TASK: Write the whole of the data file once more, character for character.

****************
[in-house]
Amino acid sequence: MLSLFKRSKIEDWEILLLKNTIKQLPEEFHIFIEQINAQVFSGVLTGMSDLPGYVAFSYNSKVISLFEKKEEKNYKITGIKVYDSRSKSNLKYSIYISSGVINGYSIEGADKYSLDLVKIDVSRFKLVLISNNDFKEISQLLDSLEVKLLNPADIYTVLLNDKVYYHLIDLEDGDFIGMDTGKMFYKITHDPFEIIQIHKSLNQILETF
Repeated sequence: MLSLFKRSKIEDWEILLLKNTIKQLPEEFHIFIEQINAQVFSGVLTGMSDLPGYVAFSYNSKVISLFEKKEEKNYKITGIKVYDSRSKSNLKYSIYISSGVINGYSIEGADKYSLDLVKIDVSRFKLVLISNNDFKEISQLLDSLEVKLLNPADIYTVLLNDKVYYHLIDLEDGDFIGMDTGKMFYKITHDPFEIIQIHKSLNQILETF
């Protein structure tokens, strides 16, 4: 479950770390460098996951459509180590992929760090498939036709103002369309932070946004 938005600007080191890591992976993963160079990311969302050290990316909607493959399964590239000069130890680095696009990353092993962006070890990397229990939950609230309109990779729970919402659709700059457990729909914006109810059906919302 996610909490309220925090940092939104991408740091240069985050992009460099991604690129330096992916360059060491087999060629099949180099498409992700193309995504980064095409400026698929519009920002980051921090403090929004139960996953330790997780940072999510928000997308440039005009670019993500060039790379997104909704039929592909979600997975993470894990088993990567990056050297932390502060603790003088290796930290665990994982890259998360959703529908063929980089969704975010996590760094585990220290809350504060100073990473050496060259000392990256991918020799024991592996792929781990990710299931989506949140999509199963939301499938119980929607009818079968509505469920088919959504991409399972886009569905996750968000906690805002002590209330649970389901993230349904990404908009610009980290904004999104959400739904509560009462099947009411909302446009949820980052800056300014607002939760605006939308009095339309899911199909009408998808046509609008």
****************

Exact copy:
[in-house]
Amino acid sequence: MLSLFKRSKIEDWEILLLKNTIKQLPEEFHIFIEQINAQVFSGVLTGMSDLPGYVAFSYNSKVISLFEKKEEKNYKITGIKVYDSRSKSNLKYSIYISSGVINGYSIEGADKYSLDLVKIDVSRFKLVLISNNDFKEISQLLDSLEVKLLNPADIYTVLLNDKVYYHLIDLEDGDFIGMDTGKMFYKITHDPFEIIQIHKSLNQILETF
Repeated sequence: MLSLFKRSKIEDWEILLLKNTIKQLPEEFHIFIEQINAQVFSGVLTGMSDLPGYVAFSYNSKVISLFEKKEEKNYKITGIKVYDSRSKSNLKYSIYISSGVINGYSIEGADKYSLDLVKIDVSRFKLVLISNNDFKEISQLLDSLEVKLLNPADIYTVLLNDKVYYHLIDLEDGDFIGMDTGKMFYKITHDPFEIIQIHKSLNQILETF
């Protein structure tokens, strides 16, 4: 479950770390460098996951459509180590992929760090498939036709103002369309932070946004 938005600007080191890591992976993963160079990311969302050290990316909607493959399964590239000069130890680095696009990353092993962006070890990397229990939950609230309109990779729970919402659709700059457990729909914006109810059906919302 996610909490309220925090940092939104991408740091240069985050992009460099991604690129330096992916360059060491087999060629099949180099498409992700193309995504980064095409400026698929519009920002980051921090403090929004139960996953330790997780940072999510928000997308440039005009670019993500060039790379997104909704039929592909979600997975993470894990088993990567990056050297932390502060603790003088290796930290665990994982890259998360959703529908063929980089969704975010996590760094585990220290809350504060100073990473050496060259000392990256991918020799024991592996792929781990990710299931989506949140999509199963939301499938119980929607009818079968509505469920088919959504991409399972886009569905996750968000906690805002002590209330649970389901993230349904990404908009610009980290904004999104959400739904509560009462099947009411909302446009949820980052800056300014607002939760605006939308009095339309899911199909009408998808046509609008």